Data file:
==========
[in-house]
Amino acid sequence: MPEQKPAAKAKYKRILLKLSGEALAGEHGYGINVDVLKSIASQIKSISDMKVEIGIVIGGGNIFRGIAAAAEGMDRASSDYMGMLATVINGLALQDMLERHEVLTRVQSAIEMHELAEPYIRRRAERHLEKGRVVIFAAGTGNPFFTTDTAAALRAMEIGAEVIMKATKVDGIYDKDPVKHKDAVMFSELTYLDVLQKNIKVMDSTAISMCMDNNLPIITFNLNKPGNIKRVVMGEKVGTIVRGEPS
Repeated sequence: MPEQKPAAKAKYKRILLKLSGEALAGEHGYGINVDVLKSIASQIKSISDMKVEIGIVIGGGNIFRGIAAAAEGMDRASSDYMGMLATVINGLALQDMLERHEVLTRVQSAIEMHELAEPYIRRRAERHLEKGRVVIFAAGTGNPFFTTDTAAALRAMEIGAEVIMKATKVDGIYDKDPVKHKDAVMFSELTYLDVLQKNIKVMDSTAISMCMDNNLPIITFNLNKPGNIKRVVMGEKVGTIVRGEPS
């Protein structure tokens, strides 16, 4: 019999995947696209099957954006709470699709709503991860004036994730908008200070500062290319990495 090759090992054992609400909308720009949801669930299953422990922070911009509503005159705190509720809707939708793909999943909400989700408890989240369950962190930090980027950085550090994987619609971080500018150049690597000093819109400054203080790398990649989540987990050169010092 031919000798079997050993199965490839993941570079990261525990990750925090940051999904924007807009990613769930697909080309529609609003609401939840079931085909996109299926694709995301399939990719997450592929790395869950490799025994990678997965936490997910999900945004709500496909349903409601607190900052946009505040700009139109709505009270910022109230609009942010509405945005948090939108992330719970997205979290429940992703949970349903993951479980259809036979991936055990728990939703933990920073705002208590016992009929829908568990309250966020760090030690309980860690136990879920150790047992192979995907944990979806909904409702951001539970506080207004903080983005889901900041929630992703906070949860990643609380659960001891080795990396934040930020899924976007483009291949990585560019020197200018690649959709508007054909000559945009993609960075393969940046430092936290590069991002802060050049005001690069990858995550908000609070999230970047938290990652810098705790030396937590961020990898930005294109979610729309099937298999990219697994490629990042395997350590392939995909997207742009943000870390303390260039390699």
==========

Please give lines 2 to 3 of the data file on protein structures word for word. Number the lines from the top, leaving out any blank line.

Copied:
Amino acid sequence: MPEQKPAAKAKYKRILLKLSGEALAGEHGYGINVDVLKSIASQIKSISDMKVEIGIVIGGGNIFRGIAAAAEGMDRASSDYMGMLATVINGLALQDMLERHEVLTRVQSAIEMHELAEPYIRRRAERHLEKGRVVIFAAGTGNPFFTTDTAAALRAMEIGAEVIMKATKVDGIYDKDPVKHKDAVMFSELTYLDVLQKNIKVMDSTAISMCMDNNLPIITFNLNKPGNIKRVVMGEKVGTIVRGEPS
Repeated sequence: MPEQKPAAKAKYKRILLKLSGEALAGEHGYGINVDVLKSIASQIKSISDMKVEIGIVIGGGNIFRGIAAAAEGMDRASSDYMGMLATVINGLALQDMLERHEVLTRVQSAIEMHELAEPYIRRRAERHLEKGRVVIFAAGTGNPFFTTDTAAALRAMEIGAEVIMKATKVDGIYDKDPVKHKDAVMFSELTYLDVLQKNIKVMDSTAISMCMDNNLPIITFNLNKPGNIKRVVMGEKVGTIVRGEPS